A nervous disposition
It has recently been widely reported that Accident and Emergency departments across the country have reached crisis and are often unable to provide a level of care where patients can be seen and treated within a reasonable period of time which may be crucial in saving someone’s life or preventing further injury from occurring. Despite the £700m in additional funding from the Department of Health this wasn’t enough to halt the decline in A&E.
There is a general consensus amongst NHS staff and its observers that the crisis has also reached dangerous levels across the primary care departments, social care and community services. It has been evident for some time that where the primary contact does not work there is a domino effect for the rest of the services.
The NHS England statistics report that up to the first Sunday of 2017, A&Es only admitted, transferred or discharged 79.8% instead of the 95% of patients within the prescribed 4 hours of arrival at an A&E. Major or significant incidents have been declared by 15 hospitals and many ambulances had to wait for as long as 30 minutes outside A&Es for the injured to be handed over for assessment and treatment. 626 operations have been postponed. This is an on-going situation so we are likely to hear more stories from the A&E staff and from patients who suffered as a result of this situation.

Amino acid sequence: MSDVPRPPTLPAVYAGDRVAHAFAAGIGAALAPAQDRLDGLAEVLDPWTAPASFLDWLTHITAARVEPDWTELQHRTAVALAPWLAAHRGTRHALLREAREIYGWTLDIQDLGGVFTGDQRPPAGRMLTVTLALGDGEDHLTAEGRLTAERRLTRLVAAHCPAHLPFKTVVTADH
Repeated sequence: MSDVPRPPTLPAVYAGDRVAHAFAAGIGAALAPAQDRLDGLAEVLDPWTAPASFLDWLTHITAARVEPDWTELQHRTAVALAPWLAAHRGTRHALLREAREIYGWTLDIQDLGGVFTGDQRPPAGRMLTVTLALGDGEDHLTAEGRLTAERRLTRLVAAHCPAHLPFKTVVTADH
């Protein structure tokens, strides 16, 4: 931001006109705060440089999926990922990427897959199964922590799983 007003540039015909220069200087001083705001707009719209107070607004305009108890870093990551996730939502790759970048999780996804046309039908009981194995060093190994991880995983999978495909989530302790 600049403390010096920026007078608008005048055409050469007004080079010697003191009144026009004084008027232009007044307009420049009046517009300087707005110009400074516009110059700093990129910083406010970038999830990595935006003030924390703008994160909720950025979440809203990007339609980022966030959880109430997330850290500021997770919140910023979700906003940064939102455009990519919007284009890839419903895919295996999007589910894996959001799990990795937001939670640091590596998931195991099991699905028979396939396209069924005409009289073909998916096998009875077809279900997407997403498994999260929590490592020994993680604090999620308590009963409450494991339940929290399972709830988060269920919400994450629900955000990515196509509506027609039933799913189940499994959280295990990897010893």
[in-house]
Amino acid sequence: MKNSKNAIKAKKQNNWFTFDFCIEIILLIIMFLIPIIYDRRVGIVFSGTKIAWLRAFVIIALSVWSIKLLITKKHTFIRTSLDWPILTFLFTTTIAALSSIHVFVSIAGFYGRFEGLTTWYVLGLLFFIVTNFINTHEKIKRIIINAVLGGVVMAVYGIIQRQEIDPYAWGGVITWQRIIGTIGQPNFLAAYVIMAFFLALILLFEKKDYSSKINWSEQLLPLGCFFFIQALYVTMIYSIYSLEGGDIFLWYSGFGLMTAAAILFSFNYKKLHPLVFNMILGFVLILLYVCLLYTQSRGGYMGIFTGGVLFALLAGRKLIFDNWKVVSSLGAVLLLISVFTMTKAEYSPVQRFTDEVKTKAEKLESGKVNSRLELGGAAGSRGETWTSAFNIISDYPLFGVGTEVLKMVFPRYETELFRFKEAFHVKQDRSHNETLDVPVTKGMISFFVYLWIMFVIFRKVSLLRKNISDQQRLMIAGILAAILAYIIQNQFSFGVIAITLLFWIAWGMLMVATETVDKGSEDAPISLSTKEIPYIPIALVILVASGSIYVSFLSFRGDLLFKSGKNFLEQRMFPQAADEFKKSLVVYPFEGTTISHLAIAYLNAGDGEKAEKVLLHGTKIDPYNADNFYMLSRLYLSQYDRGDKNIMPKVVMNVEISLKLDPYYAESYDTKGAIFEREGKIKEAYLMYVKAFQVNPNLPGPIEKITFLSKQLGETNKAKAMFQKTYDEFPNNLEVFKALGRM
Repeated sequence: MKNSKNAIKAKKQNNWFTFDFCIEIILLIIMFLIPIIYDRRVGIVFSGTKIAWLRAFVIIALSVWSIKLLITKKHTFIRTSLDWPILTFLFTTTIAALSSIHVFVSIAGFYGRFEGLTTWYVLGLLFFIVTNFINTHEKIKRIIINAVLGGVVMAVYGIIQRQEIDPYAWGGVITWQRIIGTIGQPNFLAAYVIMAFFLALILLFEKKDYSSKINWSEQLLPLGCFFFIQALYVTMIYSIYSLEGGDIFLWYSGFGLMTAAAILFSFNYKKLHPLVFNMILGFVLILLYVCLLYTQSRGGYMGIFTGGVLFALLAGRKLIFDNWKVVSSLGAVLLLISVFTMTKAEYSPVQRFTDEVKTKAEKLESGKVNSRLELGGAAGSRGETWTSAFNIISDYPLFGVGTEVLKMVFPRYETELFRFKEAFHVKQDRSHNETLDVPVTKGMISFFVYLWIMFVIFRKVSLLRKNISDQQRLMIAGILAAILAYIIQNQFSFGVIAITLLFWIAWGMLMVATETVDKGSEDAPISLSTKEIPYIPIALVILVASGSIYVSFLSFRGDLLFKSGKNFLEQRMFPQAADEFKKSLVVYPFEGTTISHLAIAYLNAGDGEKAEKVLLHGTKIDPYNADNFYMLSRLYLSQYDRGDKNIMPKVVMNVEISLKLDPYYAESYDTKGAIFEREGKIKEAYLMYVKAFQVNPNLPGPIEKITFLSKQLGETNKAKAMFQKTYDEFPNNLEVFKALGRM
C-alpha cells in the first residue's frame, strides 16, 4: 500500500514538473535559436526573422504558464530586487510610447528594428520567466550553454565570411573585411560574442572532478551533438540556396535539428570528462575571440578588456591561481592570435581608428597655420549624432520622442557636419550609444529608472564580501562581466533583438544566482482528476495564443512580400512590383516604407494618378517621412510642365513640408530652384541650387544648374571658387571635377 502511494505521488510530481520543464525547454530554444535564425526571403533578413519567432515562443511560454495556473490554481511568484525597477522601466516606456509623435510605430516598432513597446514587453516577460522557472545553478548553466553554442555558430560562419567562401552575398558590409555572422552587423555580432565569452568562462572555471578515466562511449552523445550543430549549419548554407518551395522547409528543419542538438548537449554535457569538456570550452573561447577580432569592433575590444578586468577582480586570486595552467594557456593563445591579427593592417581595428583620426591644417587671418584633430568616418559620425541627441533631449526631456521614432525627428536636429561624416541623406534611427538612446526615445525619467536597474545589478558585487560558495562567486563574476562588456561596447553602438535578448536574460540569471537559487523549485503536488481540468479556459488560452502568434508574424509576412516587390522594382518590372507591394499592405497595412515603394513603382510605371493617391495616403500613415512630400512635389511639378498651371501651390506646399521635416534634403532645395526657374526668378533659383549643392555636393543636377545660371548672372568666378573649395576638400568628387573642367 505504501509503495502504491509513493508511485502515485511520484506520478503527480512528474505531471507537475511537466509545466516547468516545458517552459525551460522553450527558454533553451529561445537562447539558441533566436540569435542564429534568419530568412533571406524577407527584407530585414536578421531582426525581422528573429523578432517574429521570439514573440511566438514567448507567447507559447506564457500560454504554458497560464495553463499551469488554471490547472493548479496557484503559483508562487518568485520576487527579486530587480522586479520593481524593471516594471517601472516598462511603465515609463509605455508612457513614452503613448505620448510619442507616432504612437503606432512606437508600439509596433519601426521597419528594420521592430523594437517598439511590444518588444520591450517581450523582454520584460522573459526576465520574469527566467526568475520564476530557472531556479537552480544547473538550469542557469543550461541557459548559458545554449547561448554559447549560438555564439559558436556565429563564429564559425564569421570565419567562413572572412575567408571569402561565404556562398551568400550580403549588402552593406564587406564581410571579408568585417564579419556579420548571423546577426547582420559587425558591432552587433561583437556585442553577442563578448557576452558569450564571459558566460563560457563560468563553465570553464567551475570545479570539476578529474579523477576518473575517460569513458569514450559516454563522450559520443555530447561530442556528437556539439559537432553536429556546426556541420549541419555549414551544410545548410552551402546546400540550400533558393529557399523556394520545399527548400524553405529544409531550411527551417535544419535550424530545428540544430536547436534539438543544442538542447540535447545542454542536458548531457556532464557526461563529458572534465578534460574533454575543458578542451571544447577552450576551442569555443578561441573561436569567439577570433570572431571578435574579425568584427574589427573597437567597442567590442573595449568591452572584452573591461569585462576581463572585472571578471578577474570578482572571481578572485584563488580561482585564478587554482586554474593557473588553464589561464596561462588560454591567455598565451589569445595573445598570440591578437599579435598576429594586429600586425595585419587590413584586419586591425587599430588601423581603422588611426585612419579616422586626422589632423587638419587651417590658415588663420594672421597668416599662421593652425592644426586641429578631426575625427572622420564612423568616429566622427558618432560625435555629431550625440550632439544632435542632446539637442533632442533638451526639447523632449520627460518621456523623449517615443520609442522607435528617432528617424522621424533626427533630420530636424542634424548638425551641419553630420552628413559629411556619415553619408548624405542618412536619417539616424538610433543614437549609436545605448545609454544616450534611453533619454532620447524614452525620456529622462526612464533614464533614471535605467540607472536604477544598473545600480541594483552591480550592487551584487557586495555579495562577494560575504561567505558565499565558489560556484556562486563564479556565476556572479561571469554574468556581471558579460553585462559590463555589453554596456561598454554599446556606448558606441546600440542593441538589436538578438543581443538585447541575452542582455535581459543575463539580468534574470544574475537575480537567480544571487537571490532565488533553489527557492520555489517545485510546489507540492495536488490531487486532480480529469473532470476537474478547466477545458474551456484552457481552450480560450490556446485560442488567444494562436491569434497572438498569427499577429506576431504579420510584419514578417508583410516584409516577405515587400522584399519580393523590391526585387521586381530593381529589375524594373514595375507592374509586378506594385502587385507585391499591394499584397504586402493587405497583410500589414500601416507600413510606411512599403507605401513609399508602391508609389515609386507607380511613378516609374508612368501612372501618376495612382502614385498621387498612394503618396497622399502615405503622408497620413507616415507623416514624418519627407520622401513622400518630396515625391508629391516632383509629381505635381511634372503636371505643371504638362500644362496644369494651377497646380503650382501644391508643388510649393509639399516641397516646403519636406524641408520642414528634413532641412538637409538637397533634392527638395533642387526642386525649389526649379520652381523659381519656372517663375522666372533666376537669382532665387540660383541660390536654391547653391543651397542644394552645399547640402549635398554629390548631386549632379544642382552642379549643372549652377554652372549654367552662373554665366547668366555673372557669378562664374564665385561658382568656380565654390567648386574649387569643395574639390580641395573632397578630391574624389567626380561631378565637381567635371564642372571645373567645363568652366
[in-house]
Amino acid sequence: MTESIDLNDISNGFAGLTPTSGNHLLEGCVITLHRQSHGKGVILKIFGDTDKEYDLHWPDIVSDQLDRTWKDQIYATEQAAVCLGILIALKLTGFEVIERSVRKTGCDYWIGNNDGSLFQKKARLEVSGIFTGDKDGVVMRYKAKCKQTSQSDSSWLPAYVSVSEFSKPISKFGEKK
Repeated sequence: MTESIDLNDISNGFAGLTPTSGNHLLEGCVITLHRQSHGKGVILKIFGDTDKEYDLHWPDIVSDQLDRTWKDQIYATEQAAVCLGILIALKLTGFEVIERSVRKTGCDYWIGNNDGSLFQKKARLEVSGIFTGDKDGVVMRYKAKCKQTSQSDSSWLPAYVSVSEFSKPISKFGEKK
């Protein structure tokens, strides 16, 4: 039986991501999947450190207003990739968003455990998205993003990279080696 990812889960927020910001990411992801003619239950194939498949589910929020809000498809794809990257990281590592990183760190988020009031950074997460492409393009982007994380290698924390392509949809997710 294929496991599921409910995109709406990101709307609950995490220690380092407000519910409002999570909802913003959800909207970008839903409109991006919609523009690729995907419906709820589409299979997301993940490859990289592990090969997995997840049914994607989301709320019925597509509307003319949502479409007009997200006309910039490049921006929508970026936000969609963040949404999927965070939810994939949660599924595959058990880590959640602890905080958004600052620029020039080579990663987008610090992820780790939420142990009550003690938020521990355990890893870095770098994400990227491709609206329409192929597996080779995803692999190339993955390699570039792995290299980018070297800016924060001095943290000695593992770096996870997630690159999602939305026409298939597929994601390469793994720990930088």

Although these statistics show the worst ever performance, 4 hours may still be too long for patients who suffered serious head or spinal injuries where urgent assessment and emergency surgery is required to stabilise and prevent further damage. Receptionists are not trained to recognise often hidden medical problems. We don’t yet know how many of those who were seen more than 4 hours after entering an A&E have suffered further injury because of the delay or lack of having more complex treatment, all of which includes a higher public spending.
This isn’t a novel situation. The current, as well as previous governments have been warned of the upcoming crisis situation for years by the GPs and emergency services.
A young A&E doctor has recently told me that in addition to working in less than ideal working conditions they worry about being sued by their patients for a mistake they made after working 12 hours shifts. Claimant lawyers get no satisfaction from this state of affairs. However, the injured and their families deserve experienced lawyers to take them through the complex legal process.
A&E crises or not, patients’ safety should always be paramount and preventing medical mistakes is crucial. Although no healthcare professional sets out to do harm it is imperative that lessons are learned and achievable but high standards implemented to prevent serious injury and death.
This blog has been written by Dominika Flindt, Paralegal, Clinical Negligence and Personal Injury, 020 7369 3846.
For further information, please call a member of the Clinical Negligence and Personal Injury team on 020 7814 1200 or by emailing us at email@example.com
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